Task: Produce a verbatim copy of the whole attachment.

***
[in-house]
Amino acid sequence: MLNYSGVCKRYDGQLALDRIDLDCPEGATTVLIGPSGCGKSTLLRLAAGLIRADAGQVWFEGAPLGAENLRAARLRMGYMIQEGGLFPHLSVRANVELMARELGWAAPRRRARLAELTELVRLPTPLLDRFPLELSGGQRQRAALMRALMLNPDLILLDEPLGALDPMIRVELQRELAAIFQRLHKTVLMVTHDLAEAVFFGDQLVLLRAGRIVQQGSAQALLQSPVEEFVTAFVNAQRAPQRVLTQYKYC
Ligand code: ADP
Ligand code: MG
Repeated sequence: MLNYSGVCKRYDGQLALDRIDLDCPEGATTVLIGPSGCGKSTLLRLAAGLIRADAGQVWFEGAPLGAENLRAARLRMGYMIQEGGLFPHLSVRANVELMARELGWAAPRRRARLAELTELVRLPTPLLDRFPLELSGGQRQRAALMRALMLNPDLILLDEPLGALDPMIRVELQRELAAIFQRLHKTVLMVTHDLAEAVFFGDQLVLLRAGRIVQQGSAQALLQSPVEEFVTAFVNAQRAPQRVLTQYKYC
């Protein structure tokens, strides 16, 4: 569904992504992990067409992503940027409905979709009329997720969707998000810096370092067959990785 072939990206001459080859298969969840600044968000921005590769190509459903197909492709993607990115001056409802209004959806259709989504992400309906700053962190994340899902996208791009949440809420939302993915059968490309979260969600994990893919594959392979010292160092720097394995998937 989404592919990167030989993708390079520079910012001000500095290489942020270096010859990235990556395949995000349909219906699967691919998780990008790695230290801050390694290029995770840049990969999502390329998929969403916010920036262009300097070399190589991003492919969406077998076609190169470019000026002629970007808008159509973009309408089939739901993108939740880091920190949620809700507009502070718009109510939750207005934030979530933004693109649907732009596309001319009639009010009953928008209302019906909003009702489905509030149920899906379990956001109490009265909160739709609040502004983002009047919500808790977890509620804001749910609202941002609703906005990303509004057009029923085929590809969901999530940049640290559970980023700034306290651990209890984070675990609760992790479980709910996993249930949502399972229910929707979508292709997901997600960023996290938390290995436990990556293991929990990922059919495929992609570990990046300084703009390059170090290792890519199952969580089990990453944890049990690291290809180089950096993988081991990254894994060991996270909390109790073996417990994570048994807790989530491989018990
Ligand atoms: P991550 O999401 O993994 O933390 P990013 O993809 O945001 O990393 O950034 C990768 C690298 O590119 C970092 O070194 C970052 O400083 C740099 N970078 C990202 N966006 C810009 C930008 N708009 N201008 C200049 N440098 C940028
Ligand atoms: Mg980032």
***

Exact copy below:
[in-house]
Amino acid sequence: MLNYSGVCKRYDGQLALDRIDLDCPEGATTVLIGPSGCGKSTLLRLAAGLIRADAGQVWFEGAPLGAENLRAARLRMGYMIQEGGLFPHLSVRANVELMARELGWAAPRRRARLAELTELVRLPTPLLDRFPLELSGGQRQRAALMRALMLNPDLILLDEPLGALDPMIRVELQRELAAIFQRLHKTVLMVTHDLAEAVFFGDQLVLLRAGRIVQQGSAQALLQSPVEEFVTAFVNAQRAPQRVLTQYKYC
Ligand code: ADP
Ligand code: MG
Repeated sequence: MLNYSGVCKRYDGQLALDRIDLDCPEGATTVLIGPSGCGKSTLLRLAAGLIRADAGQVWFEGAPLGAENLRAARLRMGYMIQEGGLFPHLSVRANVELMARELGWAAPRRRARLAELTELVRLPTPLLDRFPLELSGGQRQRAALMRALMLNPDLILLDEPLGALDPMIRVELQRELAAIFQRLHKTVLMVTHDLAEAVFFGDQLVLLRAGRIVQQGSAQALLQSPVEEFVTAFVNAQRAPQRVLTQYKYC
């Protein structure tokens, strides 16, 4: 569904992504992990067409992503940027409905979709009329997720969707998000810096370092067959990785 072939990206001459080859298969969840600044968000921005590769190509459903197909492709993607990115001056409802209004959806259709989504992400309906700053962190994340899902996208791009949440809420939302993915059968490309979260969600994990893919594959392979010292160092720097394995998937 989404592919990167030989993708390079520079910012001000500095290489942020270096010859990235990556395949995000349909219906699967691919998780990008790695230290801050390694290029995770840049990969999502390329998929969403916010920036262009300097070399190589991003492919969406077998076609190169470019000026002629970007808008159509973009309408089939739901993108939740880091920190949620809700507009502070718009109510939750207005934030979530933004693109649907732009596309001319009639009010009953928008209302019906909003009702489905509030149920899906379990956001109490009265909160739709609040502004983002009047919500808790977890509620804001749910609202941002609703906005990303509004057009029923085929590809969901999530940049640290559970980023700034306290651990209890984070675990609760992790479980709910996993249930949502399972229910929707979508292709997901997600960023996290938390290995436990990556293991929990990922059919495929992609570990990046300084703009390059170090290792890519199952969580089990990453944890049990690291290809180089950096993988081991990254894994060991996270909390109790073996417990994570048994807790989530491989018990
Ligand atoms: P991550 O999401 O993994 O933390 P990013 O993809 O945001 O990393 O950034 C990768 C690298 O590119 C970092 O070194 C970052 O400083 C740099 N970078 C990202 N966006 C810009 C930008 N708009 N201008 C200049 N440098 C940028
Ligand atoms: Mg980032």